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Long-term review

Cupra Formentor VZ Edition 310 – long-term review

£48,045 / £48,660 as tested / £595 PCM
Published: 09 Aug 2021
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SPEC HIGHLIGHTS

  • SPEC

    VZ Edition 310

  • ENGINE

    1984cc

  • BHP

    310bhp

  • 0-62

    4.9s

Can the Cupra Formentor 4x4 actually go off-road?

So the saga of the Cupra’s infotainment has been settled. Or at least partially. Having now messed with, prodded and poked it, it would seem that the latency and general grumpiness of the system has been banished after the update. It’s not magically made it a nicer user experience in terms of layout, but at least now I can get to experience the layout. And to be fair, I’ve dug around and figured out some shortcuts and set-up conveniences that have helped. For instance, if you press the Cupra button on the steering wheel and hold it, it switches from Cupra mode (full attack), into whatever mode you were in last, instead of cycling the settings. 

This is handy, because after a bit of fiddling and testing, I’ve found a set of parameters for the ‘Individual’ setting that suit the backroads driving I tend to do. Takes a couple of minutes to set up. And, like most, I generally opt for softer suspension settings mated to the more responsive throttle etc. Works well on a bumpy backroad with shonky, warped edges.

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I do find that the wheels and skinny tyres feel a bit big-slash-stiff for this kind of driving though - they just don’t suck up the smaller bumps, transmitting everything through your bum and palms. Not so weirdly, the 1.5TSI that I tested last month on smaller wheels and a bigger tyre profiles was better at taking out some of the jiggling, and you don’t lose too much in outright grip or precision for the extra flex in the sidewall. It would - obviously - show up far more on somewhere like a racetrack, but that’s not where I drive this car. 

Saying that, special mention must go to the Brembo brakes, which are probably more suited to track work than road - because they simply do not fade. Repeated, reliable stopping power with great feel, they’re the kind of brakes you always want to back up your inconsistencies. Proper stuff - and they make the car much more enjoyable. If you can’t stop, you can’t go fast and all that. Or you go fast once, and then end up smearing yourself across a farmer’s field.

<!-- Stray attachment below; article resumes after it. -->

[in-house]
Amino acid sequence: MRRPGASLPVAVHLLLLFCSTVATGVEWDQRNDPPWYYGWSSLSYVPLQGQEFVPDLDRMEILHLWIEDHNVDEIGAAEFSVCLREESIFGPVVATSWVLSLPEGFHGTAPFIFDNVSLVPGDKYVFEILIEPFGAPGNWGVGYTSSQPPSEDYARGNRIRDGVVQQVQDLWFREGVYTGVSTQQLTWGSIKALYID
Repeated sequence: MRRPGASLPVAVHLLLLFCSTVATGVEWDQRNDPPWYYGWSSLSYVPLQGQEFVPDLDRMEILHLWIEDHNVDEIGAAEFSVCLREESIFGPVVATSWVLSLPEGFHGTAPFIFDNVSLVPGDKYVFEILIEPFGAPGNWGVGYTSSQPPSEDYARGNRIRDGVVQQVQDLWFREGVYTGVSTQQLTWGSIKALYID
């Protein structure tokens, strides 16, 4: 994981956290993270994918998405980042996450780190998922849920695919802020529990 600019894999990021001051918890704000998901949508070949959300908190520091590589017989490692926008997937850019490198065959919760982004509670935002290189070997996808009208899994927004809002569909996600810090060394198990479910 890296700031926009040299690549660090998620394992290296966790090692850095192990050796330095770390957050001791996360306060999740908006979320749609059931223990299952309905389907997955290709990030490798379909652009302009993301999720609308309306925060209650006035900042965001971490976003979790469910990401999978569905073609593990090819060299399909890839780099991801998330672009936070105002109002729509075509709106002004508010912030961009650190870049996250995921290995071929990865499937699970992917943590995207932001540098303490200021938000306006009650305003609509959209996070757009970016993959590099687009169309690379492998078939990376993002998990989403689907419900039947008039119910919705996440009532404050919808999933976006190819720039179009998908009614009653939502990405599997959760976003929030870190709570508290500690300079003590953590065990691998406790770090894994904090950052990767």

I’ve also realised that I haven’t been troubling the all-wheel drive system much on dry roads, and to be honest, 85 per cent of the time, this thing just feels like a very well sorted front-wheel drive machine. I also keep noticing the little ‘Off Road” mode and Hill Descent Control functions, so decided to give them a quick check through in an old quarry.

Basically, the off-road setting will alter the 4x4 system to be less front-wheel drive, slacken off the suspension and generally try and eke out more grip by being less front-biased. It’ll also possibly raise the idle speed if needed, be less reactive to steering inputs and generally a bit calmer, with the HDC managing ABS and traction control on hills more than 5 per cent (in forwards or reverse gears), as long as there’s, y’know, traction to be had. 

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With the bottom of the car some 18-20cm off the floor, it’s not actually a bad set up. Traction is good on dry and rocky stuff, and as long as you’re careful and don’t get too excited, it’ll clamber over geography you couldn’t even vaguely safely manage in a normal hot hatch.

This feels perfect for anyone who has to manage the odd gravel or unmade road, or something like a snowy approach in dodgy conditions, where the front won’t be so much of a plough. Obviously the road-biased tyres end up being the limiting factor, but they’d be easily changed for some winters if you knew what you were facing. And if you pop a wheel in the air, the car will happily compensate and slow it down so that you can progress. 

In fact, the only real issue is that double-clutch ‘boxes don’t like this sort of thing. They like to know what’s coming, and crawling around off road is the least reliable place for predicting what comes next. No problems or failures for the Formentor, but hands up here, I did start to smell a faint whiff of clutch after a couple of big ascents/descents where we had to slow over the crest to see what was on the other side. A quick drive on the road and it was sorted, with no noticeable affect from the gearbox since.

Thing is, in terms of capability, I honestly think the Formentor nails it if you occasionally need some extra capability. Yes, I’d run it on winters, but the odd farm track would be fun where a common-or-garden hatch would be a 3mph crawl. Not an off-roader, but light off-road capable. In light of that, I obviously immediately fitted a trashy roof rack that I had in the yard, and huge lightbar.

Which I think makes the Formentor look even better. Though that, after some opinions from my Top Gear colleagues and peers, seems to be somewhat debatable. 

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